"I wasn't far along the road before I heard a lot of people coming the other way," Aberus said. Daciano had eased Liane aside, but he knelt to look at the agent before touching him. "I thought people, anyhow. Only some of them were, but I didn't know that. So I got off the road again and watched."

            Daciano murmured to his assistants. One began to dab the wound with a sponge soaked in sour wine, while the other handed the surgeon a pair of tweezers. They were bronze with silver inlays, and the knob at the end was a finely modeled sheep's head. Despite the tweezers' decoration, they were a fully functional instrument with which Daciano began to clear threads, vegetable debris, and clots of dried blood.

            Aberus whimpered deep in his throat, but then he resumed, "They came by, about a hundred of them. They didn't carry lanterns but there was a half-moon. Where trees didn't shade the road, I could see them clear. Mostly they were prisoners, neck-roped to poles by tens. They were all ages, grouped just by how tall they were because of the poles. Two coffles were kids but with a short woman in front to set the pace. Which was a shuffle, that's all it could be."

            Garric could see bone now that the cut was clear. Aberus was a brave man beyond question, but even so it seemed remarkable he hadn't screamed and fainted; perhaps there was more than vinegar in the assistant's sponge.

            "The guards were rats," Aberus said. "I couldn't mistake it, I was so close. I could smell them. I don't know why they didn't smell me; I could see their noses twitching, twitch twitch twitch all the time. Maybe because of the prisoners. There were plenty humans around. They were rats, only they were as tall as men. Tall as women anyway, and they had swords."

            Daciano began trimming the edges of the wound with a pair of shears. Like the tweezers, they were bronze instead of steel. The assistant with the satchel of tools held another pair ready, and a third was laid out with a range of scalpels and probes on the leather pad at her side.

            "Alongside there was a man who wasn't tied," Aberus said. "He was riding, but he was on an ox instead of a horse or mule. Slow as the prisoners could go, it didn't matter; an ox was fast enough to keep up. A sheep could've kept–oh!"

            The surgeon growled at the woman with the sponge; she immediately reversed it and squeezed so that fluid dripped along the blade of the shears. When Daciano resumed his careful cutting, the assistant traded the sponge she'd been using for another of those soaking in a shallow bowl.

            "I knew the fellow, I'd talked to him when I arrived," Aberus said. His voice was thin; he wasn't whispering, but he didn't have enough breath to give power to the words. "He was a junior priest named Salmson. The high priest was Nivers, but him I only saw on a balcony of his palace. It was all falling to pieces and he didn't seem in much better shape. And Salmson was talking to the prisoners. He had a skin of wine with him, and I think he'd drunk a lot from it already."

            Daciano set down his shears and took the needle his assistant held out in her left hand. It was strung with a glistening strand of gut. The wound looked horrible, worse than it would've done when it was curtained by a wash of blood.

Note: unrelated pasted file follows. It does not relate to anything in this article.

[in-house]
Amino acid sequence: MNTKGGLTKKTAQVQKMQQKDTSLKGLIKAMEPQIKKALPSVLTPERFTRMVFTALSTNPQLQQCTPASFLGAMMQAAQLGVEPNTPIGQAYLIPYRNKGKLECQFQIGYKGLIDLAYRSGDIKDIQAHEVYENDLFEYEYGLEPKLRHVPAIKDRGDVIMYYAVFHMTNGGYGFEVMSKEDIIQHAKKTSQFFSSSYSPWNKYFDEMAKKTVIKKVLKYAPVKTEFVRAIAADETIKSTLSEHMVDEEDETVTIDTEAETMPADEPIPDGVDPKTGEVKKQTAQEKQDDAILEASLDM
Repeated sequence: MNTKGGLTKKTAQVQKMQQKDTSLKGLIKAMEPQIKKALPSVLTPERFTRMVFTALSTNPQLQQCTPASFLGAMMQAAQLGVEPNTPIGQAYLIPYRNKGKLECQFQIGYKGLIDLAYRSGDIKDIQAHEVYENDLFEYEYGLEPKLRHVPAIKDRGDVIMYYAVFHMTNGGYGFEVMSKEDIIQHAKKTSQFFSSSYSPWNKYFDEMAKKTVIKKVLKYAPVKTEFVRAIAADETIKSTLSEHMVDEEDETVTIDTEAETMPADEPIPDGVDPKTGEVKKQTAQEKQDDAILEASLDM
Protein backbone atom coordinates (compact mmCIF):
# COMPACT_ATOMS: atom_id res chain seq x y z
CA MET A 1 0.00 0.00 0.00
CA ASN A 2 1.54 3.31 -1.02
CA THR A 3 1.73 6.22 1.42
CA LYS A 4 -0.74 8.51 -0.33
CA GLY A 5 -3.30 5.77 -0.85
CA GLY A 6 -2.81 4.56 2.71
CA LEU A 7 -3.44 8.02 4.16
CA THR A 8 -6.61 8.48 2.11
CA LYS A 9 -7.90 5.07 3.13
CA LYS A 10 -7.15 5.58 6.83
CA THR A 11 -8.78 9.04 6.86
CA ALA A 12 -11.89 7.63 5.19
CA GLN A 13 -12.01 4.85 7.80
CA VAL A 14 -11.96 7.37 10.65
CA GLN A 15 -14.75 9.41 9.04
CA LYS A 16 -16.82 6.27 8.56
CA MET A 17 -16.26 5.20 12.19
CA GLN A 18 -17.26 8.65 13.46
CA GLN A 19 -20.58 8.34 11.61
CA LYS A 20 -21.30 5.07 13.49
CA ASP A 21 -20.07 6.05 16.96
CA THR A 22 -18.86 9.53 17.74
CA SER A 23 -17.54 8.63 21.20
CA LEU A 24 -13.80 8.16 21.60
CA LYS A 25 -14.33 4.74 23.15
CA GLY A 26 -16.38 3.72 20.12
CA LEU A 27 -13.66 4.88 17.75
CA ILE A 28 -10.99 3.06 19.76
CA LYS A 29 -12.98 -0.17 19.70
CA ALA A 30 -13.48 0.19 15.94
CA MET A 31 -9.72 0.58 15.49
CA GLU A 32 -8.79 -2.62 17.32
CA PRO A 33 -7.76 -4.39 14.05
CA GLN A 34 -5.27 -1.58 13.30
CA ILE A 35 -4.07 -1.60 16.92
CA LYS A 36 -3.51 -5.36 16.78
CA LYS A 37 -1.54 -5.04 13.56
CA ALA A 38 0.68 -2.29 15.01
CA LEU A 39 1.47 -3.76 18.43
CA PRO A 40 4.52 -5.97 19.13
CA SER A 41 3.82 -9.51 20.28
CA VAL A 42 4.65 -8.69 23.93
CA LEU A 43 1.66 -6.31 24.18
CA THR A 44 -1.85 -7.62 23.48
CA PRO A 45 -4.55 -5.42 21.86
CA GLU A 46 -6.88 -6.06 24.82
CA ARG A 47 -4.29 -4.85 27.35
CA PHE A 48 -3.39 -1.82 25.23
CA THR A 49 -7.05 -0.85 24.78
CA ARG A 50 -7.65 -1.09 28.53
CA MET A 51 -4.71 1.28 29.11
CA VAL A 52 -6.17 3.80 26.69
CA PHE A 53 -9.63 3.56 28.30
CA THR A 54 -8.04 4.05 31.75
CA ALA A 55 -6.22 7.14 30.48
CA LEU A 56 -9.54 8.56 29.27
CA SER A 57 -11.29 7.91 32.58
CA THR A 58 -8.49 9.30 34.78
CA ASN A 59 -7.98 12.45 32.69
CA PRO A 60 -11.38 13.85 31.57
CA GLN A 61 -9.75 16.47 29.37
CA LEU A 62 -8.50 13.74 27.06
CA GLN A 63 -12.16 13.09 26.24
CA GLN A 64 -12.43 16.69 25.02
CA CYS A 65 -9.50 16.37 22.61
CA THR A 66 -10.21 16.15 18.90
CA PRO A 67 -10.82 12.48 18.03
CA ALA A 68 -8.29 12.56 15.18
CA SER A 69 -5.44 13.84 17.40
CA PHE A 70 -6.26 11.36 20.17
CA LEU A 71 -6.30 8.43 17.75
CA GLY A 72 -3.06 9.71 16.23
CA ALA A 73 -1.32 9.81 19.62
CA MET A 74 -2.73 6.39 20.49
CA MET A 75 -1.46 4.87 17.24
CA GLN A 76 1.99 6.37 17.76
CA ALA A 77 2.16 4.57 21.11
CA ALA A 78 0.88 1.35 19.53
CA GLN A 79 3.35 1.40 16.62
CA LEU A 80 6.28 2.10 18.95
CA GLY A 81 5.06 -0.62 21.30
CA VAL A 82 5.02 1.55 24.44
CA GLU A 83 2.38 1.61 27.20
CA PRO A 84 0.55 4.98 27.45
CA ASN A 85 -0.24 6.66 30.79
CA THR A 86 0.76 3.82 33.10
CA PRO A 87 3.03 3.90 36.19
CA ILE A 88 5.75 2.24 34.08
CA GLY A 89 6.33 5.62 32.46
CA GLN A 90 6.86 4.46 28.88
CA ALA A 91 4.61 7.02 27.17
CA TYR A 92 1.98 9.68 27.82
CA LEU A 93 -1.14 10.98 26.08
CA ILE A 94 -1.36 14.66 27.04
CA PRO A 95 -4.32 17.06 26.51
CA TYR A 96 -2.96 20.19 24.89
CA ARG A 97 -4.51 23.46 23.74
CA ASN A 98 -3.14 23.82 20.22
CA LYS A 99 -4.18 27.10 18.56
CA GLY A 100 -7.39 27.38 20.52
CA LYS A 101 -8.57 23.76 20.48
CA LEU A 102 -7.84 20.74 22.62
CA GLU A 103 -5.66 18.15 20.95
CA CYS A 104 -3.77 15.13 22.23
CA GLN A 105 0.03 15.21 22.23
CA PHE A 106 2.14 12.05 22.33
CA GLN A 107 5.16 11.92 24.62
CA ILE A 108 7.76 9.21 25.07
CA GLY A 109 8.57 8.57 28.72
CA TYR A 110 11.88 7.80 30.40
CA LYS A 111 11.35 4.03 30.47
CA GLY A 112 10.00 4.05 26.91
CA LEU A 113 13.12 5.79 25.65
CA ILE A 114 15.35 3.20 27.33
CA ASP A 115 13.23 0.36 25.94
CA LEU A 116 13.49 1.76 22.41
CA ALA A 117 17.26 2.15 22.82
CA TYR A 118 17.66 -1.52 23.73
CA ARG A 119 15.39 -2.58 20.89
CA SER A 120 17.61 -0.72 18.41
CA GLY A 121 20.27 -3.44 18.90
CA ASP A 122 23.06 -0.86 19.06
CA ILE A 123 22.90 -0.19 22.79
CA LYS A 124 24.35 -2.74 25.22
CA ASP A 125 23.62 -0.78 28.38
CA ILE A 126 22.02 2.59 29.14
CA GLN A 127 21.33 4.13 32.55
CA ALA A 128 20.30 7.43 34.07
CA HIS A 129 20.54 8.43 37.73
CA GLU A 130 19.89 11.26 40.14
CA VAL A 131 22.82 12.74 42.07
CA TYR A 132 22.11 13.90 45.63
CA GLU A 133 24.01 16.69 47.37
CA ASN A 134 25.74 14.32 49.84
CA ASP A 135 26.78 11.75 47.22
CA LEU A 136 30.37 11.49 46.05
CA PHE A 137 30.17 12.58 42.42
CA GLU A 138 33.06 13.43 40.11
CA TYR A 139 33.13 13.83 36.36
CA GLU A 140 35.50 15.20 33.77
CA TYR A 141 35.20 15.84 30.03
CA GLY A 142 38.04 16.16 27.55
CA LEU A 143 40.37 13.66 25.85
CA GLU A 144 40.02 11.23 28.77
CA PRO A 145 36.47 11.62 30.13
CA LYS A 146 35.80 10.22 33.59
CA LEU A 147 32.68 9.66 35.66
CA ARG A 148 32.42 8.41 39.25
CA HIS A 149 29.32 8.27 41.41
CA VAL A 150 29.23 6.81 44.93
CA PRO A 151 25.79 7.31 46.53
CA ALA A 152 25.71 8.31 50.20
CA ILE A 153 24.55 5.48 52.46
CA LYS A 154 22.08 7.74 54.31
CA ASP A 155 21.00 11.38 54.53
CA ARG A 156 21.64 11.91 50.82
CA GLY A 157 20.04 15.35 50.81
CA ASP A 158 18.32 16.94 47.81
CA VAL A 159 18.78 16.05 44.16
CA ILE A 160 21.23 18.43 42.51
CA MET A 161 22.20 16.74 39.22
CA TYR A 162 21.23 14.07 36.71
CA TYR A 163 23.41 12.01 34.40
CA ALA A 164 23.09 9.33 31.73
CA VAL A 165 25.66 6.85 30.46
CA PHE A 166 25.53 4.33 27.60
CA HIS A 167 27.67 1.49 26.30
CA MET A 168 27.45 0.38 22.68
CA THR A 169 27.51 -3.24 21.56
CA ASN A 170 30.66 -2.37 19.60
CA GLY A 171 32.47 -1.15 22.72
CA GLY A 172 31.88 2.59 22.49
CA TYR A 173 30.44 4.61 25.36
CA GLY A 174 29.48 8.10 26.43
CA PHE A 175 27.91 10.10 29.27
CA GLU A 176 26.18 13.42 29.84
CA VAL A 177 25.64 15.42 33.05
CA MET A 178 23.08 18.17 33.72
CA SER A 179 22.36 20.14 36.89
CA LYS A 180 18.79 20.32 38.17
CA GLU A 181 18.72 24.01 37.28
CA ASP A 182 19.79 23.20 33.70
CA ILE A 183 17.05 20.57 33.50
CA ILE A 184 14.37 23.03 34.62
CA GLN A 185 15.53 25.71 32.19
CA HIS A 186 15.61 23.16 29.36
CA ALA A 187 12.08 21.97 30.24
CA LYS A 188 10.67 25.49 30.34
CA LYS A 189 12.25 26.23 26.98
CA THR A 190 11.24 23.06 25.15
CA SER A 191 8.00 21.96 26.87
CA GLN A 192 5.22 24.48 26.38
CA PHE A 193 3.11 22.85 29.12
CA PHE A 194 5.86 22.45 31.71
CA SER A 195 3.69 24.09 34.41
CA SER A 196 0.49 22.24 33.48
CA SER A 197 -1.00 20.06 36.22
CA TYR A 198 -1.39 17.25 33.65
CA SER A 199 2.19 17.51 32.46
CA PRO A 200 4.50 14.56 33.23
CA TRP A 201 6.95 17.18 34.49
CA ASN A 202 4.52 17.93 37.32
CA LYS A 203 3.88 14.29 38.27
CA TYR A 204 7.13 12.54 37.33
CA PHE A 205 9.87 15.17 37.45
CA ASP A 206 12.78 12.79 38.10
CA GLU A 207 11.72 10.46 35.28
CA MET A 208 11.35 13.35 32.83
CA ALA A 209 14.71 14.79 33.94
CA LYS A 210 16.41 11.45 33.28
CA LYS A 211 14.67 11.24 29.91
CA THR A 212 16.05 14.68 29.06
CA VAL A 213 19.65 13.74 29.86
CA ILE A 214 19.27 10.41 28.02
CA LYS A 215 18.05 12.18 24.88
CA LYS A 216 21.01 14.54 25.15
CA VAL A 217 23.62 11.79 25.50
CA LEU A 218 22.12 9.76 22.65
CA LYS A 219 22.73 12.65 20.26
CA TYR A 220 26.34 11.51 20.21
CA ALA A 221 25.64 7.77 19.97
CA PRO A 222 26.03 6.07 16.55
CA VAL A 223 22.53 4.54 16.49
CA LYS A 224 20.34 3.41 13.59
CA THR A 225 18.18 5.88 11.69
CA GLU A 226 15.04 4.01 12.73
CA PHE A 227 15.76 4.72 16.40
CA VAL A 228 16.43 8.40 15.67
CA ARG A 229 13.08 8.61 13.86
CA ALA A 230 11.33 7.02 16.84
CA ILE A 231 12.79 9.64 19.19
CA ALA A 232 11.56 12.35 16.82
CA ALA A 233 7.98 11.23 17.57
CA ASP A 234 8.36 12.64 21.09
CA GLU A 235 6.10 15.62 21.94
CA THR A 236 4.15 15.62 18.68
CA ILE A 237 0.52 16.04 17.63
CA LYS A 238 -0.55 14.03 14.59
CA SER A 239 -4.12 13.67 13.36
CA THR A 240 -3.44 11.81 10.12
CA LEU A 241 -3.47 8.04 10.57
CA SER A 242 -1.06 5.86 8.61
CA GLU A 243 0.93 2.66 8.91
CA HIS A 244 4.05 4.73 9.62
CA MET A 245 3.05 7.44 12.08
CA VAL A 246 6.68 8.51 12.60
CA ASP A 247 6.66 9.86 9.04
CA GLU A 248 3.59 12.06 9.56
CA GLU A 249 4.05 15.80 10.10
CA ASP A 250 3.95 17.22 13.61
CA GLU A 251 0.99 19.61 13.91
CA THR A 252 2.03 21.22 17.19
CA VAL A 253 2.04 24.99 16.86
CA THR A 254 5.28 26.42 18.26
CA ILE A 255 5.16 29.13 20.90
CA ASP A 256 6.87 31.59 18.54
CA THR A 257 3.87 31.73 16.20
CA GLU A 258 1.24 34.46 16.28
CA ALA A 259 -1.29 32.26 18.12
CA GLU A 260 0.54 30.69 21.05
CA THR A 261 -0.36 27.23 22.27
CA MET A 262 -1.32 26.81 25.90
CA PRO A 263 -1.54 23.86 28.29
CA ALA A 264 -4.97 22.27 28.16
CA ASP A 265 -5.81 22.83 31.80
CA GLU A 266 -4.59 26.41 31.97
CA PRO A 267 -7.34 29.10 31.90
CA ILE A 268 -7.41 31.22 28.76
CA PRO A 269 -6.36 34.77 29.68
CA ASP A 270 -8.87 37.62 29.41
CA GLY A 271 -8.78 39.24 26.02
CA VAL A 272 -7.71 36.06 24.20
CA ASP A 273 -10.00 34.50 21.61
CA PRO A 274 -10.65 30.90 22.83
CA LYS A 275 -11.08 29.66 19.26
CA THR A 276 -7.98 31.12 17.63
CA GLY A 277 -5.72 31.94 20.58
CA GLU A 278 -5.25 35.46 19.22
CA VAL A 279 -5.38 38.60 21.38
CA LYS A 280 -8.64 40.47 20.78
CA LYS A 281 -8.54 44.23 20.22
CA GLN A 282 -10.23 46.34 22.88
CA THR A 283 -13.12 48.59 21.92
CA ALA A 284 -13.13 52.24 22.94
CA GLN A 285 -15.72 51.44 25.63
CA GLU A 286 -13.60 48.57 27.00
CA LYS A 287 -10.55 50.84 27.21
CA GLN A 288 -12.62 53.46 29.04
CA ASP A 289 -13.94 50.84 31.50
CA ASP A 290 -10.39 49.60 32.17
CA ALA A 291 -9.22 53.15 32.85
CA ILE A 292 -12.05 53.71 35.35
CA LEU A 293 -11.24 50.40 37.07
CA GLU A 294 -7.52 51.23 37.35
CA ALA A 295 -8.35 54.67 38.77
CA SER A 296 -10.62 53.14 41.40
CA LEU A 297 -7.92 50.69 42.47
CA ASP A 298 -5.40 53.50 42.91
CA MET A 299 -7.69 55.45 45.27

"Salmson was shouting, 'The gods have returned,'" Aberus said. "I told you, he sounded drunk. He said, 'You are honored to be among the first subjects of Franca and his siblings Fallin and Hili. You will help prepare the way for them to rule the whole world. Praise Franca whom your blood serves!'"

            The surgeon began sewing, starting deep in the muscle instead of at the lips. The assistant continued to dab with her sponge, but now she held a linen cord ready to place where it could drain the wound.

            "The prisoners didn't seem to be listening," Aberus said. "They were walking dead; I don't know how far they'd come already. They're really dead now, I suppose. Well, everybody dies, don't we, Lady?"

            Garric wasn't sure whether the agent was praying or speaking to Liane. Of course he might be delirious and think that Liane was the Lady. It didn't prevent him from reporting, however.

            "One of them saw me," Aberus said. "Or scented me, maybe it was that finally. It squealed just like a rat and jumped. I wasn't expecting it but I was ready, I'm always ready. I put my dagger through its throat and ran, but others came after me. I don't know how many, but there were two more I killed; maybe the rest turned back. They cut me, I couldn't help that, but I kept on going. All the way here, I kept going. All the way."

            Daciano was on the upper layer of stitches now, closing the wound. Aberus' forehead was beaded with sweat, but he didn't flinch from the needle. The surgeon was impassive, but his assistants' faces were warm with compassion.

            "Franca and His siblings will rule the world!" the agent shouted. Was he quoting or had he come to believe that himself?

            "I'm calling an immediate council meeting," Garric said to Liane. "I'll need you."

            "Of course," she said. To Daciano she added, "Do whatever's possible for him, regardless of cost. I'll pay for it."

            "No," said Garric. He took the handle of the travelling desk in his left hand rather than leave it for Liane to carry. "The kingdom will pay."

            "The Gods of Palomir rule all!" Aberus cried.

            "Not while I live!" muttered Garric, stepping onto the staircase.

            Which of course didn't, he knew, mean that it wouldn't happen.